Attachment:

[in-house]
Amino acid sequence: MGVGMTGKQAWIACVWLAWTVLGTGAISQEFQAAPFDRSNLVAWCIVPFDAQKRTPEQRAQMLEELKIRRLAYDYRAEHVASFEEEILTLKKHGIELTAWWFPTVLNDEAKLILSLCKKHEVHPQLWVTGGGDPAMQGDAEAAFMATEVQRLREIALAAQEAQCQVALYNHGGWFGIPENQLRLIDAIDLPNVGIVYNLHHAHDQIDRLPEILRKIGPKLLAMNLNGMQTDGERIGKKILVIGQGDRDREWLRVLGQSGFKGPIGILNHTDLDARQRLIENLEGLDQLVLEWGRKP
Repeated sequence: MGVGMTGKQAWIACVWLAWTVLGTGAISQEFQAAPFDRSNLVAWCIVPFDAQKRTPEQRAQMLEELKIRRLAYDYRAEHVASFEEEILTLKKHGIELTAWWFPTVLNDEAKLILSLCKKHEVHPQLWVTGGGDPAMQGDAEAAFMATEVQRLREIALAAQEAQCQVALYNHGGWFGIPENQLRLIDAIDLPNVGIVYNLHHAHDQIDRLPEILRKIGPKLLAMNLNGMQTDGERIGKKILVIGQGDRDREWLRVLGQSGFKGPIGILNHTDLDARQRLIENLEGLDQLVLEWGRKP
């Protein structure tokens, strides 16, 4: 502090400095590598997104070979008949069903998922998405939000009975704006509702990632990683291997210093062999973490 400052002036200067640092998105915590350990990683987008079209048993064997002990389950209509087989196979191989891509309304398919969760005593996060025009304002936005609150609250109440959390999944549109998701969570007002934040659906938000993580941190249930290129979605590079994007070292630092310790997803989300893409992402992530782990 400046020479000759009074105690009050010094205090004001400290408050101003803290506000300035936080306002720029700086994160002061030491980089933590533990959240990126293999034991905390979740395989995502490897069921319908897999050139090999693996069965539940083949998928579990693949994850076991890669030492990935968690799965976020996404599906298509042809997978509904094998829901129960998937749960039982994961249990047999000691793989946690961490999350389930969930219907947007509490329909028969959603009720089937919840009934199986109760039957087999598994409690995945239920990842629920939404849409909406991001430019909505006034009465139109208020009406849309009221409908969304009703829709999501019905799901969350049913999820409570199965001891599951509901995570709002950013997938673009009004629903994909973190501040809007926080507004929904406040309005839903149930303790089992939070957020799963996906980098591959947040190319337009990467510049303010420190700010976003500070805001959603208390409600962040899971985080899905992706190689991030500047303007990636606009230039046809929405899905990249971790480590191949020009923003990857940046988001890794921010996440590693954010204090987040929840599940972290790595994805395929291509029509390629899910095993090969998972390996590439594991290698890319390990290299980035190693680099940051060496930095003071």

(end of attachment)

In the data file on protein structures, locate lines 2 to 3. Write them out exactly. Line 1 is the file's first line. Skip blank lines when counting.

Amino acid sequence: MGVGMTGKQAWIACVWLAWTVLGTGAISQEFQAAPFDRSNLVAWCIVPFDAQKRTPEQRAQMLEELKIRRLAYDYRAEHVASFEEEILTLKKHGIELTAWWFPTVLNDEAKLILSLCKKHEVHPQLWVTGGGDPAMQGDAEAAFMATEVQRLREIALAAQEAQCQVALYNHGGWFGIPENQLRLIDAIDLPNVGIVYNLHHAHDQIDRLPEILRKIGPKLLAMNLNGMQTDGERIGKKILVIGQGDRDREWLRVLGQSGFKGPIGILNHTDLDARQRLIENLEGLDQLVLEWGRKP
Repeated sequence: MGVGMTGKQAWIACVWLAWTVLGTGAISQEFQAAPFDRSNLVAWCIVPFDAQKRTPEQRAQMLEELKIRRLAYDYRAEHVASFEEEILTLKKHGIELTAWWFPTVLNDEAKLILSLCKKHEVHPQLWVTGGGDPAMQGDAEAAFMATEVQRLREIALAAQEAQCQVALYNHGGWFGIPENQLRLIDAIDLPNVGIVYNLHHAHDQIDRLPEILRKIGPKLLAMNLNGMQTDGERIGKKILVIGQGDRDREWLRVLGQSGFKGPIGILNHTDLDARQRLIENLEGLDQLVLEWGRKP